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dc.contributor.authorSTEIN, Jonas
dc.contributor.authorFREY, Vincenz
dc.contributor.authorVAN DE RIJT, Arnout
dc.identifier.citationScientific reports, 2023, Vol. 13, No. 1626, OnlineOnlyen
dc.descriptionPublished online: 28 January 2023en
dc.description.abstractFact-checking takes time. As a consequence, verdicts are usually reached after a message has started to go viral and interventions can have only limited effect. A new approach inspired by the scholarly debate and implemented in practice is to harness the wisdom of the crowd by enabling recipients of an online message to attach veracity assessments to it, with the intention to allow poor initial crowd reception to temper belief in and further spread of misinformation. We study this approach by letting 4,000 subjects in 80 experimental bipartisan communities sequentially rate the veracity of informational messages. We nd that in well-mixed communities, the public display of earlier veracity ratings indeed enhances the correct classi cation of true and false messages by subsequent users. However, crowd intelligence back res when false information is sequentially rated in ideologically segregated communities. This happens because early raters’ ideological bias, which is aligned with a message, in uences later raters’ assessments away from the truth. These results suggest that network segregation poses an important problem for community misinformation detection systems that must be accounted for in the design of such systems.en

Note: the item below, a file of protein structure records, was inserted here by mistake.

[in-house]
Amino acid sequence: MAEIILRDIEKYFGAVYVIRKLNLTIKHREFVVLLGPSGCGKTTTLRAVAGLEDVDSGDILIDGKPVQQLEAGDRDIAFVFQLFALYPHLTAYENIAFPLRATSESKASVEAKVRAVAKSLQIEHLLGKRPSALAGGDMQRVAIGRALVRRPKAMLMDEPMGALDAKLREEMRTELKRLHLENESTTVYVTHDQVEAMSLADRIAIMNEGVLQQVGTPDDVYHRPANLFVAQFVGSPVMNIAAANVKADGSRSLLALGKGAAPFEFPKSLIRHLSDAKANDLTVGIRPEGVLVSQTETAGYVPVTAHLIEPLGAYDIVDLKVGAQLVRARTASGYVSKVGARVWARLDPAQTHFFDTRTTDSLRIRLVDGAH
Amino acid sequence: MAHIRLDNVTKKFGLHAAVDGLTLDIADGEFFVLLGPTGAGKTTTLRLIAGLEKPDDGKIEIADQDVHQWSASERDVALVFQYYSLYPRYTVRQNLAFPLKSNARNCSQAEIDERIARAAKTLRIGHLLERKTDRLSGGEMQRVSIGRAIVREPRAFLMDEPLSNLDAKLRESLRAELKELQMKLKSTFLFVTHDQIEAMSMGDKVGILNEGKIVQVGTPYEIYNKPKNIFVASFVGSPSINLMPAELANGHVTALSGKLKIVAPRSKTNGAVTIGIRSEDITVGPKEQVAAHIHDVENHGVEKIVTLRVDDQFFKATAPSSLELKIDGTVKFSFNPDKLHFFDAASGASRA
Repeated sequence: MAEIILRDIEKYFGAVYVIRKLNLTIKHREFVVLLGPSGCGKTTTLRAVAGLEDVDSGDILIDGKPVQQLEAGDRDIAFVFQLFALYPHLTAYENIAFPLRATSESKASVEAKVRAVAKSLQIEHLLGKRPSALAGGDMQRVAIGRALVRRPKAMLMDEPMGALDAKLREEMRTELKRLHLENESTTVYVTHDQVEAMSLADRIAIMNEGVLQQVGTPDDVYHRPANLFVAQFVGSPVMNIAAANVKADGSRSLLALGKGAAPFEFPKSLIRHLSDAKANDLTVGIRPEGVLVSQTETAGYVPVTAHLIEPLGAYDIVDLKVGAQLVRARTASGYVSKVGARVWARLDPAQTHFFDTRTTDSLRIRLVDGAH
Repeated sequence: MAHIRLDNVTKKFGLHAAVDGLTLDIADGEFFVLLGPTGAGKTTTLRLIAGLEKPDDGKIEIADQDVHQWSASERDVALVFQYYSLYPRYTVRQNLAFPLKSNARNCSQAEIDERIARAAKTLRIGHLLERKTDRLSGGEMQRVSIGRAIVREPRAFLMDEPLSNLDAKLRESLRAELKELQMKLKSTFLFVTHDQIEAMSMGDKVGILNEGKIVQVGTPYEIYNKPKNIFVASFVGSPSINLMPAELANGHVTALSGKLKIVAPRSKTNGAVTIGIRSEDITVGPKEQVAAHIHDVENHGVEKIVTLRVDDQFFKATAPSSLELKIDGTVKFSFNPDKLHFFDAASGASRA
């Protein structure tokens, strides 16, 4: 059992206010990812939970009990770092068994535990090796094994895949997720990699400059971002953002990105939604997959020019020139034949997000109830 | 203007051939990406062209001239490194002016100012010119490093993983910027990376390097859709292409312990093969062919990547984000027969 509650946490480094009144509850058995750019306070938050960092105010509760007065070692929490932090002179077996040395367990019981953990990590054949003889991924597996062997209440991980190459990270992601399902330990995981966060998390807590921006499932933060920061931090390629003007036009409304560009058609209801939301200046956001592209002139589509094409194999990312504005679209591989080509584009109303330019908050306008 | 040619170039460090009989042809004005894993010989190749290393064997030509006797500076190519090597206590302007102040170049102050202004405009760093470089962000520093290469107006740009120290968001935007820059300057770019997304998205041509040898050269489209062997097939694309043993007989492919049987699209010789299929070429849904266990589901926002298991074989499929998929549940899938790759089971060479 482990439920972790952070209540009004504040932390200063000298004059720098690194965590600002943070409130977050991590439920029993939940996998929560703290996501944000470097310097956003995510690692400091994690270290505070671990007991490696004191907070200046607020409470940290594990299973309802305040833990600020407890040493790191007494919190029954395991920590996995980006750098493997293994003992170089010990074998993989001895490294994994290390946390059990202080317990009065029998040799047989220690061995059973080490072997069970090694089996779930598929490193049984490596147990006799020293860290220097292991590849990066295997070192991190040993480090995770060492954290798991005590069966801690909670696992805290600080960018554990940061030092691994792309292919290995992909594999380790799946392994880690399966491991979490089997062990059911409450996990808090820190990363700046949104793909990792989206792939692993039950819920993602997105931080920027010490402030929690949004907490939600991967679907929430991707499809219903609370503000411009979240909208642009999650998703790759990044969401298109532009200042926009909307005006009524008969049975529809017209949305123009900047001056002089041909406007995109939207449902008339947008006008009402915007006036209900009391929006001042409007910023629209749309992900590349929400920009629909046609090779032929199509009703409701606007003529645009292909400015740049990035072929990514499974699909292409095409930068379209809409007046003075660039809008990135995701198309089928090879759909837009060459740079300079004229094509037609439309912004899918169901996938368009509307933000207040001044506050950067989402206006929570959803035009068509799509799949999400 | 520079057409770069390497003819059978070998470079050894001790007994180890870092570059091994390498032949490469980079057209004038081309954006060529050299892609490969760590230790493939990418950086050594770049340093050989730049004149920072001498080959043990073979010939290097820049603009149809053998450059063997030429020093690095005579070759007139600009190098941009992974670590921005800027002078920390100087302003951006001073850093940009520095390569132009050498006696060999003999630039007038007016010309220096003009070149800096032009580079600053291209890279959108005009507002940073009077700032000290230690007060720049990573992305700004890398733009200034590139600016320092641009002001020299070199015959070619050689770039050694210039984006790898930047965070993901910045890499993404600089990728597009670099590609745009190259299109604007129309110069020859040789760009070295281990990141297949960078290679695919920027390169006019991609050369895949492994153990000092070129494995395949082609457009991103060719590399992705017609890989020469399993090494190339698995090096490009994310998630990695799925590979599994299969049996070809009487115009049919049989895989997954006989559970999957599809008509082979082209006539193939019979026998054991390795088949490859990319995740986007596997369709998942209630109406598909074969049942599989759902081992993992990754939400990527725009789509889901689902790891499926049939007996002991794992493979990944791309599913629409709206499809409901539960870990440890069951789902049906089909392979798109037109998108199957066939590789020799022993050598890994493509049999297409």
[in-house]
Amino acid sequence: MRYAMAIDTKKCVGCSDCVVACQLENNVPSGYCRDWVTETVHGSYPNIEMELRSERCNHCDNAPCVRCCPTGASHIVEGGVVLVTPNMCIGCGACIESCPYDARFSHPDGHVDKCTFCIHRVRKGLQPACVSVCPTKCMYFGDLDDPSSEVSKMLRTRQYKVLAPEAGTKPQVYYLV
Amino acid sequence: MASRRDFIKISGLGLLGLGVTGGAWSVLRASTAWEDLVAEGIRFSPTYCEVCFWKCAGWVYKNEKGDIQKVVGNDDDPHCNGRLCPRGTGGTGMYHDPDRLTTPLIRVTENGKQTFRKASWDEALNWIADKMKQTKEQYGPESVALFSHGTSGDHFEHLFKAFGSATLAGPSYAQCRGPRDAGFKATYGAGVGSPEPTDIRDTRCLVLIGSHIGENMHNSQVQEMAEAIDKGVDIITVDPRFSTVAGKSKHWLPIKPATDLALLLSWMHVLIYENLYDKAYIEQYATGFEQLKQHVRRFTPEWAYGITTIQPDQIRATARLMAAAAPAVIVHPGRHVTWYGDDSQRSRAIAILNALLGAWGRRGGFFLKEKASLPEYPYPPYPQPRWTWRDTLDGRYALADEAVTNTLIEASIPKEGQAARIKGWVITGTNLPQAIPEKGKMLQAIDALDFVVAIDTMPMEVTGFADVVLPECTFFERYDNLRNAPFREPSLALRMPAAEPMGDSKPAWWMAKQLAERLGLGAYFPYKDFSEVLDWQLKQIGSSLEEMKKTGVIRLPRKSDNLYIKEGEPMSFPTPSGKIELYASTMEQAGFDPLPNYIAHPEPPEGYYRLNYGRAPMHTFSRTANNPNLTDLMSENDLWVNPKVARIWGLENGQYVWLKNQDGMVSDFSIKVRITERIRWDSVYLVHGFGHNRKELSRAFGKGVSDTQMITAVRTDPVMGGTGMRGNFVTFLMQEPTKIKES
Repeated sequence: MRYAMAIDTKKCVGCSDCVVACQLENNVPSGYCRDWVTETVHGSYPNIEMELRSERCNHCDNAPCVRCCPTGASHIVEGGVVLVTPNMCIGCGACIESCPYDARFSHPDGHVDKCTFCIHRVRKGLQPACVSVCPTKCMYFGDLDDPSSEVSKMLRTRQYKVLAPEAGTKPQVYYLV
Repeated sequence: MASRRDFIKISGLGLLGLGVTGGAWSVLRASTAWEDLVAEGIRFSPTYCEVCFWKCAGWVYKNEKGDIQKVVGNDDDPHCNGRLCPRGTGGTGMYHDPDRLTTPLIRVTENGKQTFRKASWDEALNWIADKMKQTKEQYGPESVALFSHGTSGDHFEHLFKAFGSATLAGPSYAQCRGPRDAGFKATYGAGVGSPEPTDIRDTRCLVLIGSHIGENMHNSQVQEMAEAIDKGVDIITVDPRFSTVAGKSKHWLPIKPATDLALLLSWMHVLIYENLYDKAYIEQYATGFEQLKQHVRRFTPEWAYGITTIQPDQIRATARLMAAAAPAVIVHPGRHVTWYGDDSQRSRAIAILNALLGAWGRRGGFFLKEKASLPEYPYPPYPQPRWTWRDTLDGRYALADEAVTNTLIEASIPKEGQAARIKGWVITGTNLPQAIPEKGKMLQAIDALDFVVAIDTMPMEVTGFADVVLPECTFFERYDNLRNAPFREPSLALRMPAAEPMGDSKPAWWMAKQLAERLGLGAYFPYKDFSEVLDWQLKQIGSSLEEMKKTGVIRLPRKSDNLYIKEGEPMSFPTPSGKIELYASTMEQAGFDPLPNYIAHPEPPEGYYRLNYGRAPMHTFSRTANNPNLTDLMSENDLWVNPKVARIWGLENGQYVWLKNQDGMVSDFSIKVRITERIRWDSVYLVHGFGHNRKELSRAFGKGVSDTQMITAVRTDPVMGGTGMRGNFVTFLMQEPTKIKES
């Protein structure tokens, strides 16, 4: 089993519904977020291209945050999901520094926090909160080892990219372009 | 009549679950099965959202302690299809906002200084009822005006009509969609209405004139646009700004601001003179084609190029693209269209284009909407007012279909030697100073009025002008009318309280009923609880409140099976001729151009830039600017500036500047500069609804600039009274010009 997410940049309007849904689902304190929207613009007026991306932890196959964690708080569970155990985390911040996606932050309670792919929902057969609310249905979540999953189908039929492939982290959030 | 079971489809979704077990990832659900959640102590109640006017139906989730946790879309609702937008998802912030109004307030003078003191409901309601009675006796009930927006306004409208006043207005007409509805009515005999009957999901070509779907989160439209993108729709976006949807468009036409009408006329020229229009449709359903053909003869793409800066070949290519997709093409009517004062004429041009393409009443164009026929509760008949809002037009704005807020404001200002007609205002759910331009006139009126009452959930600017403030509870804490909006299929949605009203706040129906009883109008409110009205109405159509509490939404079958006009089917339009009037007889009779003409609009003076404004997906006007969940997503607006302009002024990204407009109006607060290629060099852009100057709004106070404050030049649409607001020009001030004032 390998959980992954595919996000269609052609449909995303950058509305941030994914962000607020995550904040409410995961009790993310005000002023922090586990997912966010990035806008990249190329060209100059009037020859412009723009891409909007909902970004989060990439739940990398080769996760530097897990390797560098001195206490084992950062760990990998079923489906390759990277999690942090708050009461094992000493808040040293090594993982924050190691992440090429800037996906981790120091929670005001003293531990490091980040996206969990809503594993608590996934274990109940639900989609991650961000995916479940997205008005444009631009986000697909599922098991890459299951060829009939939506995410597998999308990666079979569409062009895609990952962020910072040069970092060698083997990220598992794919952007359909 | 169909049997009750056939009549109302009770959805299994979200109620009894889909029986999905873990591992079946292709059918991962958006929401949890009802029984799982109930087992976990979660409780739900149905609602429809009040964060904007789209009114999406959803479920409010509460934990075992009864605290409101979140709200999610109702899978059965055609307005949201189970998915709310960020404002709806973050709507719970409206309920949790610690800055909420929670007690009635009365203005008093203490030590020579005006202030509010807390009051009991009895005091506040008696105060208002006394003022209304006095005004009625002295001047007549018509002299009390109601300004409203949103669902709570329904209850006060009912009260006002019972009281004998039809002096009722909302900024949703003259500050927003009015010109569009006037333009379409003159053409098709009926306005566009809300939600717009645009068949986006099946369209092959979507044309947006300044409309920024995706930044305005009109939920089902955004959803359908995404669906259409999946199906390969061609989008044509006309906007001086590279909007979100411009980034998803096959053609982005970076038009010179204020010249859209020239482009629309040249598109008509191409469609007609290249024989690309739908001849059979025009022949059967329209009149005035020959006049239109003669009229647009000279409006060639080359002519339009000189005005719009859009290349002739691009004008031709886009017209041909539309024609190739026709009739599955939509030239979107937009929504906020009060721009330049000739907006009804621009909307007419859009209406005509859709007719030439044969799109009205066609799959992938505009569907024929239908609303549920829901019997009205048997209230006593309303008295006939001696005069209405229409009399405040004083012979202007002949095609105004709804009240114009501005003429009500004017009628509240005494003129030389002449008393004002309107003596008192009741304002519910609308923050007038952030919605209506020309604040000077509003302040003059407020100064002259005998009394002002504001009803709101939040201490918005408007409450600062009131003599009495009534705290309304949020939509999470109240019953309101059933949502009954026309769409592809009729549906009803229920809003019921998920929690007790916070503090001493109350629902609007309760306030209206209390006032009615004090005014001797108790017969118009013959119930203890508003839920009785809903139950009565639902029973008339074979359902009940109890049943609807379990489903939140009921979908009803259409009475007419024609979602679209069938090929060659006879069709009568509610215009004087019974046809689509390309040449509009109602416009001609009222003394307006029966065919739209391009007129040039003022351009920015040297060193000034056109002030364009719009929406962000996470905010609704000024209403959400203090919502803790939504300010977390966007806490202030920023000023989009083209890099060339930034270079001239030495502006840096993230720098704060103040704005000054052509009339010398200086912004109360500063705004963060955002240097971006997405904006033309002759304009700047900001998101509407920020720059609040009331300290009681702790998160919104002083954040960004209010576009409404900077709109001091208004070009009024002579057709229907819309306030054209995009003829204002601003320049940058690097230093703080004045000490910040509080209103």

dc.publisherNature Researchen
dc.relation.ispartofScientific reportsen
dc.titleRealtime user ratings as a strategy for combatting misinformation : an experimental studyen
dc.rights.licenseAttribution 4.0 International*

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Except where otherwise noted, this item's license is described as Attribution 4.0 International